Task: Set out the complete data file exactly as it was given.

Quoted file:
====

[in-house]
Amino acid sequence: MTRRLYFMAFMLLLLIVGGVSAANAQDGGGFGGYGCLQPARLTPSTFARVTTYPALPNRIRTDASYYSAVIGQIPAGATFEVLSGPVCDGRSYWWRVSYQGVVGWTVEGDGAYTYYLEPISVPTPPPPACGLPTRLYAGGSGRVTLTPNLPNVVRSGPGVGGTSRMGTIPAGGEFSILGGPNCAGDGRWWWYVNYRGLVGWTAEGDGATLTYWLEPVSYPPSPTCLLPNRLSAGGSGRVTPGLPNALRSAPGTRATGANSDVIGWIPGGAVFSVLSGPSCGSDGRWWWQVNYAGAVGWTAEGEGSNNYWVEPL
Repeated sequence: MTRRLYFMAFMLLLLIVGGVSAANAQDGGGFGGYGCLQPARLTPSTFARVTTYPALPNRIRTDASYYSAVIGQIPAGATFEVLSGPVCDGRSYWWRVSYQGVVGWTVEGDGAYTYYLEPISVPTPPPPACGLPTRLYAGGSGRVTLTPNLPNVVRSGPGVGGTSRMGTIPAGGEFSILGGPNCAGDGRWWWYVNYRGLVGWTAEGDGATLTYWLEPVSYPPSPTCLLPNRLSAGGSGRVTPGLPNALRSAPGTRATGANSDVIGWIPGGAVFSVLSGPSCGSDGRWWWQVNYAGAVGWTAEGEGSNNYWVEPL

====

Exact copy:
[in-house]
Amino acid sequence: MTRRLYFMAFMLLLLIVGGVSAANAQDGGGFGGYGCLQPARLTPSTFARVTTYPALPNRIRTDASYYSAVIGQIPAGATFEVLSGPVCDGRSYWWRVSYQGVVGWTVEGDGAYTYYLEPISVPTPPPPACGLPTRLYAGGSGRVTLTPNLPNVVRSGPGVGGTSRMGTIPAGGEFSILGGPNCAGDGRWWWYVNYRGLVGWTAEGDGATLTYWLEPVSYPPSPTCLLPNRLSAGGSGRVTPGLPNALRSAPGTRATGANSDVIGWIPGGAVFSVLSGPSCGSDGRWWWQVNYAGAVGWTAEGEGSNNYWVEPL
Repeated sequence: MTRRLYFMAFMLLLLIVGGVSAANAQDGGGFGGYGCLQPARLTPSTFARVTTYPALPNRIRTDASYYSAVIGQIPAGATFEVLSGPVCDGRSYWWRVSYQGVVGWTVEGDGAYTYYLEPISVPTPPPPACGLPTRLYAGGSGRVTLTPNLPNVVRSGPGVGGTSRMGTIPAGGEFSILGGPNCAGDGRWWWYVNYRGLVGWTAEGDGATLTYWLEPVSYPPSPTCLLPNRLSAGGSGRVTPGLPNALRSAPGTRATGANSDVIGWIPGGAVFSVLSGPSCGSDGRWWWQVNYAGAVGWTAEGEGSNNYWVEPL